Summary judgment is appropriate "if the movant shows that there is no genuine dispute as to any material fact and the movant is entitled to judgment as a matter of law." Fed. R. Civ. P. 56(a). A fact is material for the purpose of summary judgment if it "might affect the outcome of the suit." Anderson v. Liberty Lobby, Inc., 477 U.S. 242, 248 (1986). A genuine dispute exists where "the evidence is such that a reasonable jury could return a verdict for the non-moving party." Id. In determining whether a motion for summary judgment should be granted, the court "must view the facts in the light most favorable to the nonmoving party and draw all inferences in that party's favor." Stratechuck v. Bd. of Educ., 587 F.3d 597, 604 (3d Cir. 2009) (internal quotation marks omitted). Where, as in this case, "the non-moving party bears the burden of proof at trial, summary judgment is appropriate if [the] non-movant[] fail[s] to 'make a showing sufficient to establish the existence of an element essential to [her] case.'" In re TMI, 89 F.3d 1106, 1116 (3d Cir. 1996) (quoting Nebraska v. Wyoming, 507 U.S. 584, 590 (1993)). Thus, to survive RGIS's motion for summary judgment, Jean-Louis must "go beyond the pleadings and by her own affidavits, or by the depositions, answers to interrogatories, and admissions on file, designate specific facts showing that there is a genuine issue for trial." Celotex Corp. v. Catrett,477 U.S. 317, 324 (1986) (internal quotation marks omitted).

B. Burden-Shifting Analysis for Racial Discrimination Claims Jean-Louis alleges that she was discriminated against in three different ways, in violation of three separate laws. She alleges: (1) disparate treatment; (2) a racially hostile work environment; and (3) unlawful retaliation. These practices are proscribed by Title VII, § 1981, and the PHRA, and the elements of Jean-Louis's claims are the same under each. See Jones v. Sch. Dist. of Philadelphia, 198 F.3d 403, 409 (3d Cir. 1999) (holding that the standards for deciding an employer's summary judgment motion in a race discrimination case are the same under Title VII, § 1981, and the PHRA).

Jean-Louis does not allege any direct evidence of racial discrimination but rather alleges that racial animus motivated her former employer's facially race-neutral actions. Such claims of racial discrimination under Title VII, § 1981, and the PHRA are subject to the burden-shifting framework articulated in McDonnell Douglas Corp. v. Green. 411 U.S. 792, 802 (1973). The analysis is the same whether the action is brought "under Title VII, § 1981, [or] the PHRA." Jones, 198 F.3d at 410; see also Schurr v. Resorts Int'l Hotel, 196 F.3d 486, 499 (3d Cir. 1999) ("In the Third Circuit, the elements of employment discrimination under Title VII are identical to the elements of a section 1981 claim." (internal quotation marks omitted)). The burden-shifting framework proceeds in three steps.

First, the plaintiff has the burden of establishing a prima facie case of discrimination. McDonnell Douglas, 411 U.S. at 802. Second, if the plaintiff has established a prima facie case, the burden "shift[s] to the employer to articulate some legitimate, nondiscriminatory reason for the [adverse employment action]." Id.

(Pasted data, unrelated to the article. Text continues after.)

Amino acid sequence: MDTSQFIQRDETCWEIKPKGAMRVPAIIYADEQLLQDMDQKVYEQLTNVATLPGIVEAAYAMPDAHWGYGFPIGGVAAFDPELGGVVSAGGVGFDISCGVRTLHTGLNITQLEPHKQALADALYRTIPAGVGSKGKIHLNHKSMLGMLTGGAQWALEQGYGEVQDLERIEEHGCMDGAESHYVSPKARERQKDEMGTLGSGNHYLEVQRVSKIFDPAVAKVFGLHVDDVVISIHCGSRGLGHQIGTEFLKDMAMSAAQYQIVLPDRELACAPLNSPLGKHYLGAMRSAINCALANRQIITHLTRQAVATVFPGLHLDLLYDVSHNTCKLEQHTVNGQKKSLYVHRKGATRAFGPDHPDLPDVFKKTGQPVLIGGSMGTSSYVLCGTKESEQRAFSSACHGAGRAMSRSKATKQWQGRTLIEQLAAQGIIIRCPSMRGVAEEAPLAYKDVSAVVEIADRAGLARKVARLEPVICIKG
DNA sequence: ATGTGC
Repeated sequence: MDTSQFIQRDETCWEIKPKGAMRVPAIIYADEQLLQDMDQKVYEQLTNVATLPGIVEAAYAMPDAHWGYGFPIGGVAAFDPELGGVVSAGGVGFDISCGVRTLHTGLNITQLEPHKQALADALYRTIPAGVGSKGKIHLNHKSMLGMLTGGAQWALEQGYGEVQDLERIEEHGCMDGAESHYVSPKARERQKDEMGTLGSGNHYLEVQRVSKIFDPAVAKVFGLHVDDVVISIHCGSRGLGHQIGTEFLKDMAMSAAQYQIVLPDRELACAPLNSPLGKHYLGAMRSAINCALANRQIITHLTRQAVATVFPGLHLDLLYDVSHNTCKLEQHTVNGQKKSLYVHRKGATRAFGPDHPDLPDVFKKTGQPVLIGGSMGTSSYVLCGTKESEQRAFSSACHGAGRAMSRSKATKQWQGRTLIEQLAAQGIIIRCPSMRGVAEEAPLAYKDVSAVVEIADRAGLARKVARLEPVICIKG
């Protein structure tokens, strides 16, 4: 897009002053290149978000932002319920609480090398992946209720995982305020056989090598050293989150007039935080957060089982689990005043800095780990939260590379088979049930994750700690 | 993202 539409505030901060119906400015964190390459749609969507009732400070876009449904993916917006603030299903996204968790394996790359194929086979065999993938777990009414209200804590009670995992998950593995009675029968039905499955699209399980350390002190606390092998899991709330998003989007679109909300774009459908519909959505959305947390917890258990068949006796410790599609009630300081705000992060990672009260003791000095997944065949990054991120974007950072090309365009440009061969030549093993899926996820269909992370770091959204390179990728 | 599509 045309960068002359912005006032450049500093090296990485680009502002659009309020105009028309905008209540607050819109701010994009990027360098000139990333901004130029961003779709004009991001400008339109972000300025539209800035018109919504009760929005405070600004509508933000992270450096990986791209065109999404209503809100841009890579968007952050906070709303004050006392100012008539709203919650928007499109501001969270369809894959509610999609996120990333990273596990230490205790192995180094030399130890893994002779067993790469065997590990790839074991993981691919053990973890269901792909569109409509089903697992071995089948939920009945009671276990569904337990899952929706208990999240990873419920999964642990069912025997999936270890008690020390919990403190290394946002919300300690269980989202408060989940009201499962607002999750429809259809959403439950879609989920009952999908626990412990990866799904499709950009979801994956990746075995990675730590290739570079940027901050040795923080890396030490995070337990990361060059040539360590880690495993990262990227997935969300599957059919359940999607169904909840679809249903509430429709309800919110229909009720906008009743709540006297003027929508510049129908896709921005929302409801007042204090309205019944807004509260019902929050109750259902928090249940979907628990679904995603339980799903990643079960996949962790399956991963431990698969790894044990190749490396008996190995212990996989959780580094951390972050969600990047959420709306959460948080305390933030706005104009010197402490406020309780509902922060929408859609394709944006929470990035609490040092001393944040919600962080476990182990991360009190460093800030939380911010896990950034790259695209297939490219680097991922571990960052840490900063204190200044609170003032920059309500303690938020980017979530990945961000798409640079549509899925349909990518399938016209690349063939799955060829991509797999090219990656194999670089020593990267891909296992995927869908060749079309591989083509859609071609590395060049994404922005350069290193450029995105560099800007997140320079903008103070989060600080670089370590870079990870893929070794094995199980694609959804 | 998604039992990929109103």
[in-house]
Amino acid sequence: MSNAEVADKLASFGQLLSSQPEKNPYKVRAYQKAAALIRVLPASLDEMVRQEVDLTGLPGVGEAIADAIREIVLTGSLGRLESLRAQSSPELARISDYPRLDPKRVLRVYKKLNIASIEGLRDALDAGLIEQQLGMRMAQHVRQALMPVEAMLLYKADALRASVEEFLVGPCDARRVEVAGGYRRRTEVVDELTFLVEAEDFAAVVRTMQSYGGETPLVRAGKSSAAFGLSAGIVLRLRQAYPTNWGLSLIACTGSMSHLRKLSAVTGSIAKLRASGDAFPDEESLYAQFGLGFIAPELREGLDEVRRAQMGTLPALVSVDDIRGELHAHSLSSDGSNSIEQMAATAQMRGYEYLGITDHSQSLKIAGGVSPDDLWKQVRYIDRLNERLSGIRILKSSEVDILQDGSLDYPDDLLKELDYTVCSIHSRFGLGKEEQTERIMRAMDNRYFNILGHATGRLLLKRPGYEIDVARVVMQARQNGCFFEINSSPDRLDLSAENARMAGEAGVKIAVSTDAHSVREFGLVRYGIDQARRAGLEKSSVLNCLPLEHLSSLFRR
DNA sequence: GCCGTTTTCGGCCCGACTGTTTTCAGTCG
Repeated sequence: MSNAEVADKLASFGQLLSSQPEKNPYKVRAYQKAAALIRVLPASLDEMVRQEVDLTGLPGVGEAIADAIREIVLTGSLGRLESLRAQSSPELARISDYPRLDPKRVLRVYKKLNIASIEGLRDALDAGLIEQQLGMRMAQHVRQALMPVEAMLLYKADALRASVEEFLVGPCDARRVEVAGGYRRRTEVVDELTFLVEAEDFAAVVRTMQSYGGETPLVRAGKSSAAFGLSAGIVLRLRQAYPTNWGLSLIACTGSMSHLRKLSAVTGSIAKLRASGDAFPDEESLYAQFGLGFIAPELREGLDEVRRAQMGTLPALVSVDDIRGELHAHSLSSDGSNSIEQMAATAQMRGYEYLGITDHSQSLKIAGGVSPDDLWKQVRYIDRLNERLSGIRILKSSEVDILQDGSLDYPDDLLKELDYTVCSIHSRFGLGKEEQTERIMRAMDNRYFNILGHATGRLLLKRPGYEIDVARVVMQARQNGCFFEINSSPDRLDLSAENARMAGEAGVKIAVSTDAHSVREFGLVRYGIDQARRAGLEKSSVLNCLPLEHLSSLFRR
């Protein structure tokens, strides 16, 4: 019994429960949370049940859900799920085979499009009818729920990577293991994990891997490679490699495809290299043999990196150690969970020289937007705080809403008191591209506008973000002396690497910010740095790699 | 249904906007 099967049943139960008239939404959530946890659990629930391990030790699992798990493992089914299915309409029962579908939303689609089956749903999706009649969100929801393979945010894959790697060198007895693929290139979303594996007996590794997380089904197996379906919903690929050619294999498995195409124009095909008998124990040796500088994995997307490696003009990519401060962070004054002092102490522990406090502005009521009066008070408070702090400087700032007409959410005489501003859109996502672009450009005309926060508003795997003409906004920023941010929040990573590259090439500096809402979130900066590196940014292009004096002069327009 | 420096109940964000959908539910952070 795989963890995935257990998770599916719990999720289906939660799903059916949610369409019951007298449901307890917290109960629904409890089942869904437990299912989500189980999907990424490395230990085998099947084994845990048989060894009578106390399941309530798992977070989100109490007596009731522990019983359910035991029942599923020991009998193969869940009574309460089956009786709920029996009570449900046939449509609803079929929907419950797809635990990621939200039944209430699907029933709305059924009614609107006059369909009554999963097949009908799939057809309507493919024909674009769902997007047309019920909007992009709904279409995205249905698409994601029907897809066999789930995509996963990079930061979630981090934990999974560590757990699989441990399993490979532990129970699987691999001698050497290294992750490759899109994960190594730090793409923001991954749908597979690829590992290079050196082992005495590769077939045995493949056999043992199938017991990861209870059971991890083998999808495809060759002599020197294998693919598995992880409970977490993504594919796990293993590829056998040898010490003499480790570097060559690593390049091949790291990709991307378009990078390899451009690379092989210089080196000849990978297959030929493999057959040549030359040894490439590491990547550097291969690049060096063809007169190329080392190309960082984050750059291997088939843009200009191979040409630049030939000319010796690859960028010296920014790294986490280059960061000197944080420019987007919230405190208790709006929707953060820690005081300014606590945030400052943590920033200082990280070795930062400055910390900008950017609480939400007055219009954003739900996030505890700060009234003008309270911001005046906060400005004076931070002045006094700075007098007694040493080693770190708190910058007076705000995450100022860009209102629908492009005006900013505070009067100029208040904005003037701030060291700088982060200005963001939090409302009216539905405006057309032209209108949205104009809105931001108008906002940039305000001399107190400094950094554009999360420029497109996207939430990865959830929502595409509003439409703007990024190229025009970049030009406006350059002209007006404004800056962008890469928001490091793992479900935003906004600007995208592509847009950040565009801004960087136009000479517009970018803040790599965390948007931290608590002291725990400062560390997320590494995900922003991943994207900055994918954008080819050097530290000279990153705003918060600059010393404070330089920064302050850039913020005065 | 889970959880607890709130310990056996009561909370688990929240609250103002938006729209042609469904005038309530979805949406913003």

Finally, if the defendant satisfies its burden of production at the second stage, the plaintiff may survive a motion for summary judgment by "pointing to some evidence, direct or circumstantial, from which a factfinder would reasonably either: (1) disbelieve the employer's articulated legitimate reasons; or (2) believe that an invidious discriminatory reason was more likely than not a motivating or determinative cause of the employer's action." Jones, 198 F.3d at 413. With regard to the first option, "[t]he plaintiff can discredit the proffered reasons by demonstrat[ing] such weaknesses, implausibilities, inconsistencies, incoherencies, or contradictions in the [defendant's] proffered legitimate reasons for its action that a reasonable factfinder could rationally find them unworthy of credence, and hence infer that the [defendant] did not act for the asserted non-discriminatory reasons." Anderson v. Wachovia Mortg. Corp., 621 F.3d 261, 277 (3d Cir. 2010) (alterations in original) (internal quotation marks omitted).

Alternatively, the plaintiff can demonstrate that race was more likely than not a motivating or determinative cause by showing that "the employer has previously discriminated against her, that the employer has discriminated against other persons within the plaintiff's protected class or within another protected class, or that the employer has treated more favorably similarly situated persons not within the protected class." Simpson v. Kay Jewelers, 142 F.3d 639, 645 (3d Cir. 1998) (citation omitted).

The plaintiff need not assert additional evidence to satisfy the third step of the McDonnell Douglas framework: the same evidence that gave rise, prima facie, to an inference of racial discrimination may also be sufficient to convince a reasonable factfinder that racial discrimination motivated the employer's action. See St. Mary's Honor Center v. Hicks, 509 U.S. 502, 533 n.8 (1993) ("[T]he evidence previously introduced by the plaintiff to establish a prima facie case and the inferences properly drawn therefrom may be considered by the trier of fact on the issue of whether the [employer's] explanation is pretextual." (internal quotation marks omitted)).

C. Disparate Treatment